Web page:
digitS'

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I want @Phaedra Geiermann to know that Americans are out there that appreciate green grass in their backyards. Even though, she may have no need for irrigation concerns and share an environment at the moment similar to Alabama and the TEG gardeners there.

I just want something that is cool and soft and tidy and not muddy and hard and hot ;).

What some are calling "hardscape" these days looks nice to me at a distance. I might like it a good deal more if I did not live here in the Wild West - some of my thinking on hardscape came through on the recent thread about a gazebo.

Yes, I'd like to live on the north side of a mountain with my garden secured from raids by the pests on the southside, with babbling brooks on both sides - tributaries to a good trout-fishing river downstream, with a nice green lawn beneath the fragrant cedar trees. That's during the summer ... Winter, a nice tight greenhouse springs up around the garden with its lawn beneath a hammock and heated by a geothermal spring surfacing in my attached bathhouse/sweat lodge. Aaahhhh ...

Steve

smilieinhamock.gif

________________
 

Phaedra Geiermann

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i normally don't weed any of the lawn (what little remains) unless there is some indication that the weed is spreading outside of the lawn into the surrounding flower beds. Creeping Charlie is the weed of the year for me to try to eradicate and so far that is going ok. the rabbits tend to eat a lot of the other weeds, we have clovers, plantains, mints, yarrows, medic, trefoil, a half dozen different thistles, strawberries, pinks, queen-anne's-lace, sorrel, speedwell, forget me nots, nutsedge, thymes, and some weeds i've not identified yet. i'm sure i've missed a bunch of weeds too as there are some worts and things that look like fireweed or indian paintbrushes.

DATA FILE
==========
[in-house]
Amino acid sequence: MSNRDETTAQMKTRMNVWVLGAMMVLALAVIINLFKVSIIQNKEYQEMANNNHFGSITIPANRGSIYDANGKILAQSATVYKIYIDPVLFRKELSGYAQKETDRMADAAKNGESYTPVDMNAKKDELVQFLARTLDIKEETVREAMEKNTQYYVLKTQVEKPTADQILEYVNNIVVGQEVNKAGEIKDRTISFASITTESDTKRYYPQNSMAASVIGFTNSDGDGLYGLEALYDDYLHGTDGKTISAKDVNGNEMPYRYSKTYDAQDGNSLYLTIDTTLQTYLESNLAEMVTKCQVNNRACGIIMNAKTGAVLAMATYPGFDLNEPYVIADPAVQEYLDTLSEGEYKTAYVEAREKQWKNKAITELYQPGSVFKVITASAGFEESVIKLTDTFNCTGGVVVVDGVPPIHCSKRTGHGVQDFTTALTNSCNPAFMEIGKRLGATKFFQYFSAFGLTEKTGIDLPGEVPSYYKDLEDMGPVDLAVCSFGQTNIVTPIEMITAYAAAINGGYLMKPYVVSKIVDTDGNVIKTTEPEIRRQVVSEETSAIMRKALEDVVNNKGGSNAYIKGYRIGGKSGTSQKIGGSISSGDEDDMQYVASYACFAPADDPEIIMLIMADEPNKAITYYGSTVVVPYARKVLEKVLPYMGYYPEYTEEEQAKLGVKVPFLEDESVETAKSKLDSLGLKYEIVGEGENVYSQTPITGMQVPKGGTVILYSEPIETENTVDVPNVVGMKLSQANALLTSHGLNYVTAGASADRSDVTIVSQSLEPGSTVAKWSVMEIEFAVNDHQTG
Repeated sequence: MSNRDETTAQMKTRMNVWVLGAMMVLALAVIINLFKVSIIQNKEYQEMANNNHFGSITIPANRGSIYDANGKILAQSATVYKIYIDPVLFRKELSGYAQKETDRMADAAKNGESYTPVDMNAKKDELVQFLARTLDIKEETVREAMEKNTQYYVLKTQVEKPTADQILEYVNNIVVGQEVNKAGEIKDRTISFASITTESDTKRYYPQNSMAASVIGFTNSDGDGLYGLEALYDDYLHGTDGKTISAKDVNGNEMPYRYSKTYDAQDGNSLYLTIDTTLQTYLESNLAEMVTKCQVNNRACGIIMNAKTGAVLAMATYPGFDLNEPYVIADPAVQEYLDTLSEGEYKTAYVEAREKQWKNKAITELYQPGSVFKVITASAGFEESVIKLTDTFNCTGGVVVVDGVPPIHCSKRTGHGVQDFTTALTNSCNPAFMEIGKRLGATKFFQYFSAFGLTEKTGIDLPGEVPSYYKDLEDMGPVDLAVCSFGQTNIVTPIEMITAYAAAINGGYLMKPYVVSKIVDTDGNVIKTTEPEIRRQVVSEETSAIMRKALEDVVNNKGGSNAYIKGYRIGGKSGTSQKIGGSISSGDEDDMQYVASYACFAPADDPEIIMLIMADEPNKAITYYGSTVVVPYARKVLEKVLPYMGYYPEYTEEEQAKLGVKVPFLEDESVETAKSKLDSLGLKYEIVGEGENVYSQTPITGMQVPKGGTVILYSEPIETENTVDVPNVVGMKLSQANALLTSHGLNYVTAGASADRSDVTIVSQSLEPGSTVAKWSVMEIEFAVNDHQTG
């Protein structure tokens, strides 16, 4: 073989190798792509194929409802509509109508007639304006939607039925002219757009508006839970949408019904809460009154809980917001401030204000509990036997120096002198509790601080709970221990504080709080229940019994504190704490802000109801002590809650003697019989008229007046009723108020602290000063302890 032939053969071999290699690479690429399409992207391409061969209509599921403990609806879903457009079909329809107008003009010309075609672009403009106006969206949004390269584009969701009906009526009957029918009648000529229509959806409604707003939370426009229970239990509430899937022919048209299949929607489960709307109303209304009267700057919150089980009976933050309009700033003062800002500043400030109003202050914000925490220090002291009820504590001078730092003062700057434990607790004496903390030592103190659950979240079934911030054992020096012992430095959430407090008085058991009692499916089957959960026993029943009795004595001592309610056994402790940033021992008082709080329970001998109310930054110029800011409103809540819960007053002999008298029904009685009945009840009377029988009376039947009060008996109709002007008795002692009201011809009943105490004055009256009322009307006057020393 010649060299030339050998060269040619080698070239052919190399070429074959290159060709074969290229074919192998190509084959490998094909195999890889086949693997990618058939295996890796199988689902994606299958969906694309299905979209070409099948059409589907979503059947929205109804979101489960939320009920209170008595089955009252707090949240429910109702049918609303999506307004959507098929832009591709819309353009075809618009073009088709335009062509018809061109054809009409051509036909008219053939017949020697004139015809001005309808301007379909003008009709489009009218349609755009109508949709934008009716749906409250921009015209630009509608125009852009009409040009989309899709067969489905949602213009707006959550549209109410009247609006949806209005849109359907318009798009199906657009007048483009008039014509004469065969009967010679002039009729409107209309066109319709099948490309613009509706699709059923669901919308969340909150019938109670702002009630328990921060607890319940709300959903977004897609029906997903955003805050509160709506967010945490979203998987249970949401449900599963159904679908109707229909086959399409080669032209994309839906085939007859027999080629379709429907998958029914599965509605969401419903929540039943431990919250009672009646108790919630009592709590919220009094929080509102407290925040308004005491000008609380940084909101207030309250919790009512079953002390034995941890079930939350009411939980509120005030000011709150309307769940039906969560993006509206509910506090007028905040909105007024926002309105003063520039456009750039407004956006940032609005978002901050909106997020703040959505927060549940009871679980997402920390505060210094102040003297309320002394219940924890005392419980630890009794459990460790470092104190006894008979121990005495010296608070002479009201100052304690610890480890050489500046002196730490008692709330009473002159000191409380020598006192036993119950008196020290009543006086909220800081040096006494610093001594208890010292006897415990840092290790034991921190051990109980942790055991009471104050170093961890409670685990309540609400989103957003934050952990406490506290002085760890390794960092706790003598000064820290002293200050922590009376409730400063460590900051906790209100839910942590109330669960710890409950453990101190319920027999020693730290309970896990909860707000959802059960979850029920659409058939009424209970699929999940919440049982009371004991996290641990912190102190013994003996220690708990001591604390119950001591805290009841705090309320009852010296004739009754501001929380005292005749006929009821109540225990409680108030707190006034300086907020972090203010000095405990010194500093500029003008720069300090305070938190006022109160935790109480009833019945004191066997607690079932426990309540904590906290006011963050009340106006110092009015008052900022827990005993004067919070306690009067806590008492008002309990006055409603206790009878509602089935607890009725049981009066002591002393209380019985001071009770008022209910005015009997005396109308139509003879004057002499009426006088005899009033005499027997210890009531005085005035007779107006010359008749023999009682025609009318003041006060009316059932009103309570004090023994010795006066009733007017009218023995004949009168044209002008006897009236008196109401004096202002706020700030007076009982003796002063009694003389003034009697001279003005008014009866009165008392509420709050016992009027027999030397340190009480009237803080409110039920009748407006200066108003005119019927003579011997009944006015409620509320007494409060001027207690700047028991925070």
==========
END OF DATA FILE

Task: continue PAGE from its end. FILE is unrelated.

one weed in the grass i'd be happy to have take over is some thyme that has been somehow transplanted. i keep mowing it and it is gradually getting bigger but that it has managed to be relatively grass free in such a spot where all the grass around it is growing quite well is a sign that i'd be quite happy if it takes over the entire remaining grassy areas. i'm reactive so much to grass pollen that i don't miss any of it at all, plus mowing is something i'd be quite happy to never have to do again. i can dream right? :)

we don't irrigate the grass here at all and many of the gardens don't get watered either (they're full of lavender or rocks :) ). during dry spells i have a challenge enough keeping up with watering the vegetable gardens. that's enough for me. :)